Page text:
We are very glad to have the Pennsylvania Society for Ornithology (PSO) as a partner in Pennsylvania eBird. As part of our goal to educate birders about great places to find birds in the state and encourage data submission for more locations, we are teaming with PSO to present some locations that deserve more birders. This news story is a narrative by Vern Gauthier of PSO of his search for good birding spots in Adams County. It already was published in the December 2014 edition of the PSO Pileated, the society’s newsletter. So, it takes the flavor of a birding adventure. Adams County is one of southern tier counties that is a bit removed from the urban centers where many birders live. But, it does have many birding opportunities. The Freedom Township grasslands were listed as Important Bird Areas because of their lingering populations of Loggerhead Shrikes, Upland Sandpipers, Barn Owls and other grassland birds. Gettysburg Battlefield National Monument is a center for grassland birds due to its history of old-fashioned agriculture. Lately, there have been some waterfowl reports at Lake Kay, generally an overlooked body of water. More adventures await those willing to explore Adams County. DAG.
Why Adams County? Why not? It is the first county alphabetically in Pennsylvania and it is close to my home county of Cumberland in southcentral Pennsylvania. On the morning of October 13, Chad Kauffman, Aden Troyer, Gideon Renno and I met up with veteran Adams County Birder, Mike O’Brien, at State Game Lands 249 (SGL 249) just west of Heidlersburg. Mike is a long-time member and current field trip leader of South Mountain Audubon and the compiler for the Gettysburg Christmas Bird Count (CBC). He graciously agreed to meet us and show us around what he says is, “hands down the best all-around place in Adams County to bird.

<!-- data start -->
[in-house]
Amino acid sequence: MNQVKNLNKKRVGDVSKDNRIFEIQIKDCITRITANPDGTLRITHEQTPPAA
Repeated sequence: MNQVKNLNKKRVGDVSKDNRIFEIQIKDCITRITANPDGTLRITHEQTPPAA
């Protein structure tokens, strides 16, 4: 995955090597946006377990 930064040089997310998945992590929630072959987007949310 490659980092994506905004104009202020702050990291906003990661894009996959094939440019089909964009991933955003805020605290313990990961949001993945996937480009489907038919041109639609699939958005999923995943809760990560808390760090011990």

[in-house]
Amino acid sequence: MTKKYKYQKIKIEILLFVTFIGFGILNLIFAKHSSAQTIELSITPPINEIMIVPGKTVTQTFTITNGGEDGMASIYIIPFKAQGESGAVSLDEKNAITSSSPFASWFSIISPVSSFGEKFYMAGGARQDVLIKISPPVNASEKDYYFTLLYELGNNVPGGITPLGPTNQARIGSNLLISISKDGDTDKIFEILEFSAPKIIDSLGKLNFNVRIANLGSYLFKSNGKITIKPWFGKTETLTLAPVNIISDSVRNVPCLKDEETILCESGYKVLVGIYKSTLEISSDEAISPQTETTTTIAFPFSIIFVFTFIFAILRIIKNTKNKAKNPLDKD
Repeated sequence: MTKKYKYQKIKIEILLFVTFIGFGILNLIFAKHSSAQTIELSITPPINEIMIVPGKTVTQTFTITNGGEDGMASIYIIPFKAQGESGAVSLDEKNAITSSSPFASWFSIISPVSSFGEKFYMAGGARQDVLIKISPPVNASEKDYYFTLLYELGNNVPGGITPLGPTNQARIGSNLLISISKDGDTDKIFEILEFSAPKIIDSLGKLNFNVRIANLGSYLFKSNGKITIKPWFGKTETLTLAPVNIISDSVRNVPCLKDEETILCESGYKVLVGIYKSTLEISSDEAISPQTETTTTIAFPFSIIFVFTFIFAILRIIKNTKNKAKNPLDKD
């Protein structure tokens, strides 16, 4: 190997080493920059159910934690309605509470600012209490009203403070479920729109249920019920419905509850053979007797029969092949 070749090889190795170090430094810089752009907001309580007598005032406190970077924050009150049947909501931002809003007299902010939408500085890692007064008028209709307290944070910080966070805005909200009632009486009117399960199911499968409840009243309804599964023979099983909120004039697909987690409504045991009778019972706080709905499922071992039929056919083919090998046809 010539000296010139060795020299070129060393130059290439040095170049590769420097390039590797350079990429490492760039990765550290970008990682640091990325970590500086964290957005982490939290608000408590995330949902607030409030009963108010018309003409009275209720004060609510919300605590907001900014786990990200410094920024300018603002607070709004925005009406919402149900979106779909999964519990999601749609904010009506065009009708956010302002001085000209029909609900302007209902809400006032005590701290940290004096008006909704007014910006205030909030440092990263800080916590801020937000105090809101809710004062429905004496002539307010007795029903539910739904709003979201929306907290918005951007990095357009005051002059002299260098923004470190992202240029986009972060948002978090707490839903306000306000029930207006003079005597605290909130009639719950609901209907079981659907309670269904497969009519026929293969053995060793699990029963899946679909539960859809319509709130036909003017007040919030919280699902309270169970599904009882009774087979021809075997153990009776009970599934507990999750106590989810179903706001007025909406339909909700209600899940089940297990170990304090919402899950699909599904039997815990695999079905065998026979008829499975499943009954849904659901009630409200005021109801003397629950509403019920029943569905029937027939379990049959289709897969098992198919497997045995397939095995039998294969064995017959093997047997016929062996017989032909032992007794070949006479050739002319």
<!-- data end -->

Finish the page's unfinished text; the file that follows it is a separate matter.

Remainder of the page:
We met at the parking lot just as Game Lands Road enters State Game Lands 249 and from there set out on foot. The first section of State Game Lands Road is a 0.3 mile stretch with fields and hedgerows on either side. Being October it was not surprising to find American Robins in large numbers. There was also a good number of Red-winged Blackbirds with a few Brown-headed Cowbirds and Common Grackles mixed in. Some of the other species we picked up in this stretch were Ruby-crowned Kinglet, Field Sparrow, Common Yellowthroat, Palm Warbler, Yellow-rumped Warbler, Purple Finch and a less expected Blackpoll Warbler. Mike told us that in the spring there are many Willow Flycatchers calling from the hedgerows and that he has found Rusty Blackbirds here, it also seemed like great habitat for White-eyed Vireo to breed and possibly for a wintering Northern Shrike.
We continued walking with hedgerows giving way to riparian woodlands along the Conewago Creek, an area that Mike told us teems with Warbling Vireo in the spring. Just as we entered this area we picked up the first of the few Blue-headed Vireos and the first of our White-crowned Sparrows, along with a late Rose-breasted Grosbeak. During the course of walking this section we ran into a couple of chickadee flocks adding Cape May Warbler, Bay Breasted Warbler, Blackburnian Warbler, and Black-throated Green Warbler, not a bad warbler day for mid October! Also included in this section was a small wetlands area in which we found a couple of Swamp Sparrows, a Great Blue Heron and the first of our Yellow-bellied Sapsuckers — one of the six species of woodpeckers we had at SGL 249; only missing Red-headed Woodpecker (which is possible here) for a full woodpecker sweep. One thing that was pretty cool or gross depending on your point of view was to come upon a Red-tailed Hawk as it was finishing up a breakfast of muskrat. The bird flew and all that was left was some fur, entrails and a tail. We also saw and heard a couple Red-shouldered Hawks in the area.